Back then, I didn't realize that I was indeed androgynous because I had assumed one couldn't be androgynous without looking the part.
Probably the most influential of them all, Mary Daly, died this week.
This post rather long, probably only of interest to theologians after the first few hundred words is an account of her theological project.
In Search of a Method Philadelphia: In this book Daly intended nothing less than an ontology of feminism, and Psychological androgyny essay delivered it with remarkable consistency and thoroughness.
Beyond God the Father is the first major work that Daly would claim ownership of. By the time of Beyond God the Father, it is clear that Daly intends to leave no stone on top of another in her destruction of the patriarchal temple.
She had a knack for the outrageous title: Re-Calling the Courage to Sin Big These books move in the direction of a fully-realized feminist religion, an elemental paganism based on sisterhood, spinsters, crones, covens, and witchcraft.
They are characterized by an amazing display of verbal contortions and distensions, as Daly carries through her struggle to re-Name what Adam had mis-labelled an agenda announced in BGF p.
We do not use words; we Muse words. Websters denounce the patriarchal usage of women and nature and of words. We denounce both good usage and bad usage, proclaiming the termination of usage. In this process, words and women guide each other.
Our guiding is reciprocal, requited. United, our movements are directed by sagacious Sin-Tactics. Together we work to expel the bore-ocratic chairmen of the bored. We strive to make the world Weirder. More perfect and intentional ranting is rarely seen in academia.
There was no insulting this Daly; call her weird and she will thank you, tell her she is out of control and she will exult in being so, tell her she is just plain whacked and she will seize on your word and lickety-split spin it into something else: To display what Daly was up to, here is a brief outline of her thought, drawn from the landmark book, Beyond God the Father: Beacon Press,which was already decidedly post-Christian, but was still loosely structured in the categories of traditional systematic theology.
The sexual caste system is disguised, spiritualized, and otherwise mystified to such an extent that it takes a great effort to render it visible.
The problems a person faces should dictate her method. Instead she uses the method of liberation, liberating language by reclaiming the power of naming for women.
In that sense, though she rails against method, she is indeed systematic. You might expect the first generation of radical feminist theology to replace God with Goddess, but Daly is already beyond that move. She is not interested in simply transgendering God into Goddess; what must be done away with is the whole idea of a Supreme Being distinct from and in control of the world, keeping humans in infantile subjection.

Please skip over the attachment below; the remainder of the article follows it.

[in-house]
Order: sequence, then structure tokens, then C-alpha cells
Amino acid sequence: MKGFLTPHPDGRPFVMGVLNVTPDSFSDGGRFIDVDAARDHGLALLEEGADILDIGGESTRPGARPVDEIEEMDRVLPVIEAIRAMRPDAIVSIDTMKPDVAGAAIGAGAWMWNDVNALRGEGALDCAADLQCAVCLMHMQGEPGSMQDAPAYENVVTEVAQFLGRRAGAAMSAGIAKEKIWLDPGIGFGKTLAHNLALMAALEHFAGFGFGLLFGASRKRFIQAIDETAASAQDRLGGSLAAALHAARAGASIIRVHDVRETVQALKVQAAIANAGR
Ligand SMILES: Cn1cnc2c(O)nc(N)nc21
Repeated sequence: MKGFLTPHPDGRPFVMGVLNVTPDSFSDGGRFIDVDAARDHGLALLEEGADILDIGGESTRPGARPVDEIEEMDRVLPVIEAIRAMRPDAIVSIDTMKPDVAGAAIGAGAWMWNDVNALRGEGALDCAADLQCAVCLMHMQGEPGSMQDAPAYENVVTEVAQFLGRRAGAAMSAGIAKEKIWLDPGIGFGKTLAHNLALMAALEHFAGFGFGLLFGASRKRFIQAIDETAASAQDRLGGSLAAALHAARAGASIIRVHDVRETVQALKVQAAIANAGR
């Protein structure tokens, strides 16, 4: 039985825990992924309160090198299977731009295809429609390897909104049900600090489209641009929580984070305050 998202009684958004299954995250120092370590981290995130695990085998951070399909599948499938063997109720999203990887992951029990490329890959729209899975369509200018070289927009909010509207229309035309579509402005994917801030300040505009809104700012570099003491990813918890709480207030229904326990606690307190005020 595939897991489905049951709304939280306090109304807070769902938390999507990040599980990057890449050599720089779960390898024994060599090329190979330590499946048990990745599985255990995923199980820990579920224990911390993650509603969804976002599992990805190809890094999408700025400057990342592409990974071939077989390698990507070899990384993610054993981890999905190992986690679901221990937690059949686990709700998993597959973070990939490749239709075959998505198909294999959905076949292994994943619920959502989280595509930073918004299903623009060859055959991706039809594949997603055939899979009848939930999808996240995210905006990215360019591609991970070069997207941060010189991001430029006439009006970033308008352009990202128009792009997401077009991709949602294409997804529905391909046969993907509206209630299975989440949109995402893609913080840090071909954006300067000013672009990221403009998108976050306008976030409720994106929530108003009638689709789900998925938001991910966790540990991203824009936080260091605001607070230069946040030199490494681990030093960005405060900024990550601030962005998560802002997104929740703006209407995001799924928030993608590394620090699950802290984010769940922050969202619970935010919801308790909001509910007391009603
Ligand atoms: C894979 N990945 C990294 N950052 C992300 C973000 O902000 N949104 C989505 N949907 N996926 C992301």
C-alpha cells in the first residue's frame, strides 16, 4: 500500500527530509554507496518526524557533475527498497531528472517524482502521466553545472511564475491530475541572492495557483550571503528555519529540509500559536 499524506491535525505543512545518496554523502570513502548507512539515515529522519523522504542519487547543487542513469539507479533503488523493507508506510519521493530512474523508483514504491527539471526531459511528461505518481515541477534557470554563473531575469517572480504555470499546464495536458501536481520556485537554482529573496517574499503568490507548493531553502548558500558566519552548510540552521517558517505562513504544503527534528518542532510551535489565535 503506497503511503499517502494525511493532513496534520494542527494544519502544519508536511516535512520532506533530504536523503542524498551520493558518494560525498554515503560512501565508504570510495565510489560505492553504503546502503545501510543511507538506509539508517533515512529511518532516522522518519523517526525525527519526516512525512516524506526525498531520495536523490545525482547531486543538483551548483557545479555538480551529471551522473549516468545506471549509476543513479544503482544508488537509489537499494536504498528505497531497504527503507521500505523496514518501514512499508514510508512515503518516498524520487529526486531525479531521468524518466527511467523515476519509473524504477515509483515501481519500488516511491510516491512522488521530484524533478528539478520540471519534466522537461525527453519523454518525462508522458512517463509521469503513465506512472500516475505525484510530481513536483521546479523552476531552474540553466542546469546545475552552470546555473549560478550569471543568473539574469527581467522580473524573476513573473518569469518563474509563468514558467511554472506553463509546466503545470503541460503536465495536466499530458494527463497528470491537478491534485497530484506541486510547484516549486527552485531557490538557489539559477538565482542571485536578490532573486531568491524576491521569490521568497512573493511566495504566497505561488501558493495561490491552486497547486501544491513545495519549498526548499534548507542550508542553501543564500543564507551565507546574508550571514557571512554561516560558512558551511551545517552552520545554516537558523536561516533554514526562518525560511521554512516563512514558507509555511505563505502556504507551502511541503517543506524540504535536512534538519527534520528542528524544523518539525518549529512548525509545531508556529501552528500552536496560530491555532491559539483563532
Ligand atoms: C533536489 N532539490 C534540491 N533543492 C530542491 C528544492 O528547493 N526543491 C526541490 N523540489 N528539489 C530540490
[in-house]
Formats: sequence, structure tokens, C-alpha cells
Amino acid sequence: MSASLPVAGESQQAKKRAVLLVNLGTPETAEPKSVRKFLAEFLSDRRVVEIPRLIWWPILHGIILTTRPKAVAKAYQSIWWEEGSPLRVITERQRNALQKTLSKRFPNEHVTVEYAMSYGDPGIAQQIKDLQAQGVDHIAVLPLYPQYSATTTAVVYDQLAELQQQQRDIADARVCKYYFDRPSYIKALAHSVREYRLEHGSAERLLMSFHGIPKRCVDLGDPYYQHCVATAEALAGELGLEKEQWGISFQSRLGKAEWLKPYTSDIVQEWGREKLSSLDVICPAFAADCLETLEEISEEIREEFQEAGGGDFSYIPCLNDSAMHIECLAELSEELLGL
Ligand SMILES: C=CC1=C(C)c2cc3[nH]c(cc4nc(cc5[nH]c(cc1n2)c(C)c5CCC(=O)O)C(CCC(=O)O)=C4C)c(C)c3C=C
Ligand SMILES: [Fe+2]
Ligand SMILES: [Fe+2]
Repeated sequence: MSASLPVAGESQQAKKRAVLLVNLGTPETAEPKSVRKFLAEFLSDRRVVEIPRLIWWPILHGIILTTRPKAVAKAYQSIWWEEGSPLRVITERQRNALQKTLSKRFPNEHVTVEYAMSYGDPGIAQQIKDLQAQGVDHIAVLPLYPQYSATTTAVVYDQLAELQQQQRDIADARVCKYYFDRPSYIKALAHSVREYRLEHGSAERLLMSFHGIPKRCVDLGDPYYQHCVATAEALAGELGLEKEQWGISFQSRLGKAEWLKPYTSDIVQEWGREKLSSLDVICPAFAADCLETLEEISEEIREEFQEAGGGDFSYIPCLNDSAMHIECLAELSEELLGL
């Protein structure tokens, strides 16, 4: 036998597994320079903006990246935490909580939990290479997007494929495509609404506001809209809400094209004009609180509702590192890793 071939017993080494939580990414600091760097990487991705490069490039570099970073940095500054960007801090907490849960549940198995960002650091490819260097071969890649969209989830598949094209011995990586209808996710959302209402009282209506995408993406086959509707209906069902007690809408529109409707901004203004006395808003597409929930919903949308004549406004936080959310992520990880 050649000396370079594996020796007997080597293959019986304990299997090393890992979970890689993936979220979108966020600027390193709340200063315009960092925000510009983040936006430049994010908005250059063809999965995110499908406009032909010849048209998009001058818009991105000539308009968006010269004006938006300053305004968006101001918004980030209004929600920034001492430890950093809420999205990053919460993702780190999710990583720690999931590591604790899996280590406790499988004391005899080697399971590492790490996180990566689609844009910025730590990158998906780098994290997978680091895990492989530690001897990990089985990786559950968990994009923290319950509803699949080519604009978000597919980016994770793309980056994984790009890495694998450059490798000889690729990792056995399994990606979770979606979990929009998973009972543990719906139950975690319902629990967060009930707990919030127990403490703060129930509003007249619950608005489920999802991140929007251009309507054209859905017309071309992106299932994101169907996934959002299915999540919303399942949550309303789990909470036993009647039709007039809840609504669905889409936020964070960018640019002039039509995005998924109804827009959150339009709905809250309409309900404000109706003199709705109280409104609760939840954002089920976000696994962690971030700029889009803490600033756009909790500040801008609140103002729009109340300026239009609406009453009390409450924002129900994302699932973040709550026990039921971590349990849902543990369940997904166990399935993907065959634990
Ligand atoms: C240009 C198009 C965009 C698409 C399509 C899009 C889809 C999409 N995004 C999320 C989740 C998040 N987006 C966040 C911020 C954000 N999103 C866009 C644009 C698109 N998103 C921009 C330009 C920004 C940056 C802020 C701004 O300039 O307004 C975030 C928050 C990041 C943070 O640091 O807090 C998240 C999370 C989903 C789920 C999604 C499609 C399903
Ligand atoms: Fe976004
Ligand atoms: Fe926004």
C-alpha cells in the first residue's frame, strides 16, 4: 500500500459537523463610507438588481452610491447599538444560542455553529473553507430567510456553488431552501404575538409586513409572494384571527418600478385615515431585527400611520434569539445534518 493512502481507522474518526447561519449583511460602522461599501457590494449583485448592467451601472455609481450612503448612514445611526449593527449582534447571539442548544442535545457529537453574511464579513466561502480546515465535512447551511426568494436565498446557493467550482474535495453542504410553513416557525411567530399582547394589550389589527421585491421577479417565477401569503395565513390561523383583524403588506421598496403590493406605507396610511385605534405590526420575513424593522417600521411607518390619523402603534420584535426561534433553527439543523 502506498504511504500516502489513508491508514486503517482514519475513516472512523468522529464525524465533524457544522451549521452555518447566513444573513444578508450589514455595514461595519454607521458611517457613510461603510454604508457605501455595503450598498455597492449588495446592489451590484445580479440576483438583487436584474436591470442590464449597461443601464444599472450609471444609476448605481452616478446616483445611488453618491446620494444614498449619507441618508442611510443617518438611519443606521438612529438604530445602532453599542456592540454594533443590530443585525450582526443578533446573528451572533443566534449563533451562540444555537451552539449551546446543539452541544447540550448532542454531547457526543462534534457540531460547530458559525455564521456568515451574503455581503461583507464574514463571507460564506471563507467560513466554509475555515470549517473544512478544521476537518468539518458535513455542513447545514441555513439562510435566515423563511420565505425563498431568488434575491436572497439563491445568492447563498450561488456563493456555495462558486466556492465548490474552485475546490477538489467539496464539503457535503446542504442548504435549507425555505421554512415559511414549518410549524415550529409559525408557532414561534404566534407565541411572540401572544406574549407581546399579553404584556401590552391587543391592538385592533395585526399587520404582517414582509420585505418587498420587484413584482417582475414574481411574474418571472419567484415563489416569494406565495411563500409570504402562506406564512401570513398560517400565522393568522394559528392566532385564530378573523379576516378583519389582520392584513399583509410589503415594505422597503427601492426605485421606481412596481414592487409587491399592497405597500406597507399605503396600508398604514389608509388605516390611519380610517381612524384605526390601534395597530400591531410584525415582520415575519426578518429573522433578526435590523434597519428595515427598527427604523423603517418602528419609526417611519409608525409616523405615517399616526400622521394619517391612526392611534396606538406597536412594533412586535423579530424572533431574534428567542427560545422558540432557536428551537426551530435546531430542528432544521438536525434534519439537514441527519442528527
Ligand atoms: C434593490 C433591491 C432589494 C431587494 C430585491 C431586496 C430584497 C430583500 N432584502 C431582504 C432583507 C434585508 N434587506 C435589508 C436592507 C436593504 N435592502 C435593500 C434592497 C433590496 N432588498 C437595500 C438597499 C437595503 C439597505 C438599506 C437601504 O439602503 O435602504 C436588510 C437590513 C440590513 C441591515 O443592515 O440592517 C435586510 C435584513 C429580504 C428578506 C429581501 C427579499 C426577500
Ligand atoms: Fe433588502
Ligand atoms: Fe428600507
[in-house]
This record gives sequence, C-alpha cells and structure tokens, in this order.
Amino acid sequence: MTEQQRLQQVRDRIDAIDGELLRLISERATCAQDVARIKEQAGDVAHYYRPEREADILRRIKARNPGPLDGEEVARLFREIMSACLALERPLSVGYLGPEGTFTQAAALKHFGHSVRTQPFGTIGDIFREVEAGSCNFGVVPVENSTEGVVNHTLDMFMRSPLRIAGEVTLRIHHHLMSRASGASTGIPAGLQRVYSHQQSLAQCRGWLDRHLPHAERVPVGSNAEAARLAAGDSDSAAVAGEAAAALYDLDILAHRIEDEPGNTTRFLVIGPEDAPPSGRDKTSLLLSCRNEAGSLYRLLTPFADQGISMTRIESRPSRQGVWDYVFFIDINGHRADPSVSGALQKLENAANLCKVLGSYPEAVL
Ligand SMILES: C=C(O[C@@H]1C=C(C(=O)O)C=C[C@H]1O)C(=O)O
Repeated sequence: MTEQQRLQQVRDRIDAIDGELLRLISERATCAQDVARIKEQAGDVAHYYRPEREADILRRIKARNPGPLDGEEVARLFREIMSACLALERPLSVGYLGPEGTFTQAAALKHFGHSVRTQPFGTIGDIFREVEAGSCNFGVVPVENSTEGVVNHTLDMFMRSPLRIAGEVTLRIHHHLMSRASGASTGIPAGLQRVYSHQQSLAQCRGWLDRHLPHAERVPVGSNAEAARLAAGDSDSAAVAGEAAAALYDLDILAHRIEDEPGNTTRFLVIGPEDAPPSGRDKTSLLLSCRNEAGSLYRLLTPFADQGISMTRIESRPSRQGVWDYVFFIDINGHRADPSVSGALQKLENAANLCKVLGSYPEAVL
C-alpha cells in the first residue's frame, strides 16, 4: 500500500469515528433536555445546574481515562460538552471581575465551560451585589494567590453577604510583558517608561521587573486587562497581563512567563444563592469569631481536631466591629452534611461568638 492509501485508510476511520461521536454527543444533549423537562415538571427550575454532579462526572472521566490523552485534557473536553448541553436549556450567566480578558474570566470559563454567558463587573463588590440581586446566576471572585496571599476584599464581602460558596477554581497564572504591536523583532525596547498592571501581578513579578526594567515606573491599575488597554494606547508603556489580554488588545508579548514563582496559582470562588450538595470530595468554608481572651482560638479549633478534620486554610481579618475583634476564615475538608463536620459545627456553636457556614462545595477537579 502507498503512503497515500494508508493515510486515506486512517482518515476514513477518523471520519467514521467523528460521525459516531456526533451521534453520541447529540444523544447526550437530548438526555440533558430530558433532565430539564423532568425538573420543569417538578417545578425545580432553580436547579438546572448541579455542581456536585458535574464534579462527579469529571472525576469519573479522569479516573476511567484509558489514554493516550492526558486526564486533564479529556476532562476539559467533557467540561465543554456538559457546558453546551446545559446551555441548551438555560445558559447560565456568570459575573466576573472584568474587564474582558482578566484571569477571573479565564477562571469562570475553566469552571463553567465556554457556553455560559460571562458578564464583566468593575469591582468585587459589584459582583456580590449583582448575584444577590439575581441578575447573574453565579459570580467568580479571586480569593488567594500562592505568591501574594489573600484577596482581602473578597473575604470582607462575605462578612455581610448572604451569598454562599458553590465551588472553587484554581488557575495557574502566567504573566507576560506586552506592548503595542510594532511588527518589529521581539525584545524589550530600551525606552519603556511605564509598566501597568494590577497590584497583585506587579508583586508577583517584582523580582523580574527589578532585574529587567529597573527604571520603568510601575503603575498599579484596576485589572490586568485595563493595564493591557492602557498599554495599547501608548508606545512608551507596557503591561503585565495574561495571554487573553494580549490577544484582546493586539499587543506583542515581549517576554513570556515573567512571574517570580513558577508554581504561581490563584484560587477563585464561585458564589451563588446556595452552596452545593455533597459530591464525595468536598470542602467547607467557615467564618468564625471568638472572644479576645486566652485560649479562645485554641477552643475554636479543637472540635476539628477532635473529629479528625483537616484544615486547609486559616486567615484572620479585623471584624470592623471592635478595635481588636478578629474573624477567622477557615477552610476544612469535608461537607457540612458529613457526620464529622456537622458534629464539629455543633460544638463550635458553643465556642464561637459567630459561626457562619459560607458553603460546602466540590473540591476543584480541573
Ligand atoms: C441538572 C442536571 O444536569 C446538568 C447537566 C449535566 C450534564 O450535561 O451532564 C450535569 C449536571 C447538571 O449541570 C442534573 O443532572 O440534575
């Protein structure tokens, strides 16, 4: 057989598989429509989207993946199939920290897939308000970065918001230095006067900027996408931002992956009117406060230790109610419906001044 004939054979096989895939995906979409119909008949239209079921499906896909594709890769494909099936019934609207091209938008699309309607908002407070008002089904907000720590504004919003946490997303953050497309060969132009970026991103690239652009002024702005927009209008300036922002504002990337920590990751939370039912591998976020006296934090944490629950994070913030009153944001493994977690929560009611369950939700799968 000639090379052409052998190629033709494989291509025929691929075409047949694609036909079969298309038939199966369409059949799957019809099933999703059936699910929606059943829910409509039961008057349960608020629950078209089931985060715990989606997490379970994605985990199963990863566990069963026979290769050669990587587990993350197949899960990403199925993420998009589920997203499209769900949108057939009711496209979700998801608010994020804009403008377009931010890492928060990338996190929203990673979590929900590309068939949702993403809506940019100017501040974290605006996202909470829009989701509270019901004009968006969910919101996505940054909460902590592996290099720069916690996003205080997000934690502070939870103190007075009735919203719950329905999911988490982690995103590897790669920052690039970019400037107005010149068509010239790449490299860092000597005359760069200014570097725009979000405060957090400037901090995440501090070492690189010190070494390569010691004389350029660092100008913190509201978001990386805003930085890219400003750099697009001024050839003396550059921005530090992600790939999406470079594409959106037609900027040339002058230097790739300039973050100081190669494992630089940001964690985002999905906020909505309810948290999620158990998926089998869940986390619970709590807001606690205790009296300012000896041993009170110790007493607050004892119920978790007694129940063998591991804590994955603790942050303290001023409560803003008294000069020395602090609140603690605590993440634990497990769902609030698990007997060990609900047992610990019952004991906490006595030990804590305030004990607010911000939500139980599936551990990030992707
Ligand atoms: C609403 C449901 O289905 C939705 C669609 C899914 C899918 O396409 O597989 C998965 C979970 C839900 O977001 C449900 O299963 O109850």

Instead of just replacing GodFather with GodMother, Daly calls for an alternative concept of transcendence. What would an alternative concept of transcendence be? Daly surveys the three main mythological structures which express transcendence: The mythology of separation and return the journey of Ulysses, the neoplatonic exitus-reditus scheme emphasizes the holiness of what is, and tends toward a personal, nonhistorical mysticism.
The myth of conflict and vindication as in black theologywhich is shortsighted because it focuses on the enemy, emphasizes the holiness of what ought to be, and is often profoundly historical and revolutionary.
Investing in it, Daly hoped it would be able to keep what was best in the other two myths, uniting the individual-ontological power of return with the revolutionary-historical force of conflict.
But women, shocked by the threat of nonbeing, and in the surge of ontological self-affirmation against it, can now perceive transcendence not as some noun, but as the Verb, the Verb of Verbs, which is Be-ing, in whom we live, move, and have our being.
The Verb of Verbs is intransitive, objectless. According to Daly, the anger of oppressed women is divine judgment in a very direct sense: The feminist rage is in fact the wrath of God speaking Godself forth in a surge of being!
The unfolding of God is thus an event in which women participate by participating in their own revolution.Why “Psychological Androgyny” Is Essential for Creativity | Brain Pickings Why “Psychological Androgyny” Is Essential for Creativity.
Madeleine L’Engle on Creativity, Hope, Getting Unstuck, and How Studying Science Enriches Art Most valuable lesson essay Free essay on Valuable Lessons Learned in Life available totally free at. Bem’s () study on “The Measurement of Psychological Androgyny”, discussed how it was possible to characterise someone as either male or female or both.
The study explored the notion of Androgyny and challenged bipolarity - gender identity either being male or female, no in between. The relationship among gender identity, sex typing, and adjustment has attracted the attention of social and developmental psychologists for many years.
Psychological androgyny is a term used to describe someone whose personality traits fall somewhere in between the traits that are typically associated with males and those that are typically associated with females.
Interestingly some studies ind. Psychological androgyny means that one individual can be masculine and feminine at the same time. In certain situations, a person can be assertive, independent and emotional or concerned of the welfare of others (Bem & Martyna, ).
In the essay, she praised a number of famous androgynous writers, including Shakespeare, Psychological androgyny and creativity: Dynamics of gender-role and personality trait.